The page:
“It could lead to political conflict later and create a policy vulnerability of its own accord,” he said.
Fabian argues that the ability to increase pension benefits is a tool that governments can use, though he said “it hasn’t been well used all the time.”
Fabian said he does not care for pension obligation bonds because they are a “gimmick” for elected officials to deal with immediate budget problems instead of raising taxes or cutting expenses.
“Instead of making hard decisions, they are taking on added risk through more debt,” he said. “That speaks to the issuers’ willingness to pay.”
Not everyone believes POBs are a bad deal. The nonprofit Pew Center on the States, which is helping Kentucky deal with its $30 billion pension liability, has said that using pension bonds as an element of a comprehensive reform effort is a tool that state should consider.
Fort Lauderdale officials have admitted that they expect budgetary relief by using POBs. The deal has been controversial among local opponents who view it as risky because the success of using pension obligation bonds depends on investing proceeds at a higher rate than the interest payments on the bonds.
The benefits of issuing the bonds exceed the risks because current market conditions are so favorable, Commissioner Romney Rogers said when he voted to approve the sale two weeks ago.
Over the 20-year life of the bond deal, the city expects to achieve present-value savings of $83 million that “we won’t have to pay from the general fund,” he said. “This money shouldn’t be spent on any new benefits. That’s obviously why we put the covenants in there.”
Dick Larkin, director of credit analysis who follows pension bonds at Herbert J. Sims, said recently that he has never heard of a covenant similar Fort Lauderdale’s, and he believed that it should benefit bondholders because the city will be less likely to extend benefits that it cannot afford to pay.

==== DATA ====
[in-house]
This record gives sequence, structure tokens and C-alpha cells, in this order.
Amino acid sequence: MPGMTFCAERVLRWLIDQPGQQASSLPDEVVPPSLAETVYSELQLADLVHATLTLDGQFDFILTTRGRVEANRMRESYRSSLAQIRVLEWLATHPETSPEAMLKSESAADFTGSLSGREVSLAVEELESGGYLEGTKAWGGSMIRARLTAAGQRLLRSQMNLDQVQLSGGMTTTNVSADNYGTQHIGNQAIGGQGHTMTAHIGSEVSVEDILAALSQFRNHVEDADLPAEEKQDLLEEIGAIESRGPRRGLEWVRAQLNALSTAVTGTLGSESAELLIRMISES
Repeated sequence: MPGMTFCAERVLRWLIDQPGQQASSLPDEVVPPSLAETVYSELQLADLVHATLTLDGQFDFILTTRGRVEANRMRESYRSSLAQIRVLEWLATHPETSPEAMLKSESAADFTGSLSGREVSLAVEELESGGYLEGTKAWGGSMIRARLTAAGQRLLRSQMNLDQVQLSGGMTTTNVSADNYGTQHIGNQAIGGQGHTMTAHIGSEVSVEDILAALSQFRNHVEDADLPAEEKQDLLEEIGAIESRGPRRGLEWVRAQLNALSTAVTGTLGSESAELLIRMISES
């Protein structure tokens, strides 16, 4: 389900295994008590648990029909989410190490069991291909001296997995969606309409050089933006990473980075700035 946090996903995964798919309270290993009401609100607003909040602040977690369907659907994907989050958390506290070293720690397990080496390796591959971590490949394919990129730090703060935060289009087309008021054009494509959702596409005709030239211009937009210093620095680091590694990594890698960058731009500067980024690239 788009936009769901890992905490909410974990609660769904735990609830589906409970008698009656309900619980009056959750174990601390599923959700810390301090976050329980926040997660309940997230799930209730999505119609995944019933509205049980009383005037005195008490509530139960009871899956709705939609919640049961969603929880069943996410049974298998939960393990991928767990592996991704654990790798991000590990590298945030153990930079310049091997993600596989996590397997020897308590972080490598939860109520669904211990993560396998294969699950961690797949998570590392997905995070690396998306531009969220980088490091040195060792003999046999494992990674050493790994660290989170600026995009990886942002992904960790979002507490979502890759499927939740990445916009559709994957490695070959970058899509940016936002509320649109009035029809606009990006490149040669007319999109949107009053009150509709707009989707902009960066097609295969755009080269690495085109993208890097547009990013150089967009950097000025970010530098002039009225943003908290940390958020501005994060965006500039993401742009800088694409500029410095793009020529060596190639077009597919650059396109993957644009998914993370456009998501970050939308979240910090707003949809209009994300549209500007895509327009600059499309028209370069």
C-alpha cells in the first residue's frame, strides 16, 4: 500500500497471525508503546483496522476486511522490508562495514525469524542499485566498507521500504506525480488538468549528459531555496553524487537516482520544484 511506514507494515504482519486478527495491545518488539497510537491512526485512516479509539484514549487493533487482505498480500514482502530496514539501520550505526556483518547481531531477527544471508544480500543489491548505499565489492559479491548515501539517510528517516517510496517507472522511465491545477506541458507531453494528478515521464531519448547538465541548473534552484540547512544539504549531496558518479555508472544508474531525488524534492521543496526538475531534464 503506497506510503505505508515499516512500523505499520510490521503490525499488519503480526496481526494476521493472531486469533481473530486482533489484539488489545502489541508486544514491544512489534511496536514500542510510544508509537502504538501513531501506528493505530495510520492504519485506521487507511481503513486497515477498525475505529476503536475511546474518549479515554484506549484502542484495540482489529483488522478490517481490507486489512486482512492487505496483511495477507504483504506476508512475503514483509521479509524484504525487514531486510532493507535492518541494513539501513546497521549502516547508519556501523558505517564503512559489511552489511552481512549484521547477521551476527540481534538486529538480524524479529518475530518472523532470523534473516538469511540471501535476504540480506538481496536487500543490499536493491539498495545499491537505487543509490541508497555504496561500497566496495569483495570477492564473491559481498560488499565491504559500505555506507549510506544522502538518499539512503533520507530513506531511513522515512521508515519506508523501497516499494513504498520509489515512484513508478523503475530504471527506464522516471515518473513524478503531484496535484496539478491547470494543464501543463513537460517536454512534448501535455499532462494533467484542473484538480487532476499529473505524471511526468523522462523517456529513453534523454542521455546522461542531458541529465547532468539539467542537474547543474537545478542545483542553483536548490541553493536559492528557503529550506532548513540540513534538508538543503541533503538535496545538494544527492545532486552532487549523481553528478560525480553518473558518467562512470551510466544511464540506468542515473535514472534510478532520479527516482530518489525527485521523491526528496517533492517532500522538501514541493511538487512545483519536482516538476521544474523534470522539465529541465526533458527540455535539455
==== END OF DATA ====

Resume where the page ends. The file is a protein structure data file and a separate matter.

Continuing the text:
Larkin has also said that issuing POBs could bring more discipline to a city because the amortization of the bonds is fixed by the due dates and maturities. Bond payments must be made on a regular schedule whereas pay-as-you-go pension fund contributions can be postponed.
As long as the returns on the pension bond proceeds are greater than the cost of borrowing, Larkin said a POB deal is “a smart move.”
Fort Lauderdale is the seat of Broward County, and has a population of 165,500. It is about 32 miles north of Miami and 46 miles south of West Palm Beach.
The city has historically paid its annually required contribution toward pension costs. Currently, the combined unfunded actuarial accrued liability of the city’s two plans is about $400 million, and their market value funding ratio is 60.1%.
The city is required annually to pay 7.5% to 7.75% in interest on the unfunded liability.
City officials are betting that money managers handling pension funds will be able to invest bond proceeds at higher rates than the interest costs on the bonds, resulting in an annual savings.
In 2011, the employee’s plan averaged returns of 7.6% over 20 years and 4% over three years, while the police and fire plan averaged 8% over 20 years and 2.5% over three years, according to historic investment returns that the city presented to rating agencies.
Fort Lauderdale’s financial advisor is First Southwest Co.
Along with Citi, the syndicate consists of Bank of America Merrill Lynch, JPMorgan, and Morgan Stanley.
Squire Sanders LLP is bond counsel. Steve E. Bullock PA is disclosure counsel. Underwriters are represented by Greenspoon Marder PA.